Rethinking AP exams

Austin Lee

With most of the U.S. beginning to enact strict social distancing orders due to COVID-19, the College Board announced in late March that it would administer all 2020 Advanced Placement exams online. Perhaps due to the rapid turnaround between the president’s lighthearted predictions and the shutdown of society, the first announcement seemed to surprise the College Board itself as much as it did students. The grid on the new website, created to inform potential test-takers about the exams’ contents, was full of asterisks denoting forthcoming information. With less than two months remaining before the exams would typically be administered, the College Board scrambled to provide a convincing reason as to why students should take the shortened tests that will cover only a portion of a full year’s material. Ultimately, the organization was never able to justify the exams, and students should carefully consider the glaring flaws present in the online testing system before signing up.

The Advanced Placement program began in the early 1950s as a way for high school students to show their “advanced placement”—mastery at the collegiate level—in certain academic subjects. Throughout the school year, students in AP classes learn a designated “college-level” curriculum created by the College Board. However, because many high school teachers’ schedules were thrown into disarray as schools switched to remote learning and a substantial amount of class time was lost, the College Board has significantly decreased the amount of material covered by the exams. For example, the AP United States History test, historically one of the most popular, will include only five of the nine typically tested units. Although the College Board website shows that some subjects cover nearly 85 percent of their usual units, several will include as little as two-thirds of the standard yearly material, and Latin will test only four of its eight units. Students cannot claim to have mastery of these subjects at the collegiate level based on the results of this year’s exams even if they score fives due to the fractional amounts of content covered and tested.

As if the shortened curricula were not enough to prove that these exams will not accurately measure students’ levels of familiarity with a full year’s material, all tests have been shortened to 45 minutes. This time limitation has forced the College Board to substantially decrease the number of questions on each exam; for example, the AP Biology Exam previously comprised 63 multiple-choice questions, six grid-in questions, two long free-response questions and six short free-response questions. In May, biology test-takers will answer just one long free-response question and one short free-response question. Because the tests are a fraction of their typical lengths, luck will likely play a considerable role in students’ results; if an AP biology student better understands “cell structure and function” than “gene expression and regulation,” for example, their score will depend heavily on which unit the test writers decide to include. Longer tests are usually better for the well-prepared, as a single mistake carries less weight. Extremely short tests, such as those being administered this year, will inaccurately reflect students’ levels of mastery.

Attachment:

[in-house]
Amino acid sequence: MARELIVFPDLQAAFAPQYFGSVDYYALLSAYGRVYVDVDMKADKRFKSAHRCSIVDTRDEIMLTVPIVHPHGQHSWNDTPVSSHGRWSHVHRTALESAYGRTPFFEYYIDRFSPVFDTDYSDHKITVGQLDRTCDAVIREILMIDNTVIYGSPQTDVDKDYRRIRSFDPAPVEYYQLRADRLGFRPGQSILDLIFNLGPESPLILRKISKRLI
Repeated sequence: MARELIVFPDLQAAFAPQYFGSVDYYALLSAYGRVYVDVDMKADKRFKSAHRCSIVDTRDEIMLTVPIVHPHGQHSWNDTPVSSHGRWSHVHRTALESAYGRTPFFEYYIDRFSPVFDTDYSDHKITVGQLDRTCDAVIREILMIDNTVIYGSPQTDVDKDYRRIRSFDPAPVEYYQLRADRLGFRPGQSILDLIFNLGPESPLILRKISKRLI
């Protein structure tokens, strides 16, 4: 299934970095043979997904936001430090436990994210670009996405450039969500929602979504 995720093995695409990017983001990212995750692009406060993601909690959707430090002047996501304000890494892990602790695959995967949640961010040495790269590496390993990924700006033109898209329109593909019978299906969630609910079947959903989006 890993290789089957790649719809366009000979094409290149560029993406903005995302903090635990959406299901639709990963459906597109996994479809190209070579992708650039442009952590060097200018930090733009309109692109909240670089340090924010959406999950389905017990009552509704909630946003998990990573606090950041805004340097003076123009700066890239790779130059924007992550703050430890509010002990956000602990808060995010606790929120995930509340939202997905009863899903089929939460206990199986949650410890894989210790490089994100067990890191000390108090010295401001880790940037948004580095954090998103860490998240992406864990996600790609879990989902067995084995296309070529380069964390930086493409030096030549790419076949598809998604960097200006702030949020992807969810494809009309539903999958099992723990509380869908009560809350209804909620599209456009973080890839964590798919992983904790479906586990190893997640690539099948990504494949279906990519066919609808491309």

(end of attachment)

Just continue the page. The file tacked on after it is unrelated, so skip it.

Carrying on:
Aside from studying, another method students may use this year to improve their test scores is cheating. Despite the elimination of multiple-choice questions and the College Board’s declaration that they will “use tools to detect plagiarism,” it will be impossible to prevent students from gaining unfair advantages. Having access to notes and the internet during an exam, even though permitted by the College Board, will be significantly beneficial to students. And, plagiarism detection software is neither foolproof nor entirely accurate. With hundreds of thousands of students answering the same questions, it is unlikely that the College Board will be able to accurately pinpoint plagiarism or unauthorized cooperation on the exams, provided that students vary their answers from published sources of information. The vague description of anti-cheating measures also suggests that the College Board is relying heavily on the threat of severe punishments for exam security violations to deter students from attempting to gain unfair advantages.

Because the tests will not be able to prove students’ proficiency in the various subjects this year, fewer colleges may give credit for this year’s exams. According to its website, the College Board states it is “confident that the vast majority of higher education institutions will award credit as they have in the past,” and they have “spoken with hundreds of institutions across the country who support our solution for this year’s AP Exams.” Yet according to a 2016 by Paul Weinstein Jr., a senior fellow and board member of the Progressive Policy Institute in Washington D.C. and director of the Graduate Program in Public Management at Johns Hopkins University, 86 percent of the top 153 universities and colleges in the U.S., as ranked by U.S. News and World Report in 2016, restricted the awarding of AP credit that year, and that percentage has only increased since. The circumstances surrounding this year’s AP testing will likely cause many of the schools still doing so to stop. Therefore, students should carefully consider the many issues with the testing plans for this May before deciding whether or not to take the exams. The College Board’s determination to hold the tests comes across as a cash grab, an attempt to keep them relevant despite many schools’ eliminations of the classes from students’ curricula. Perhaps this year’s modified exams will function as a call to reexamine the Advanced Placement program in its entirety.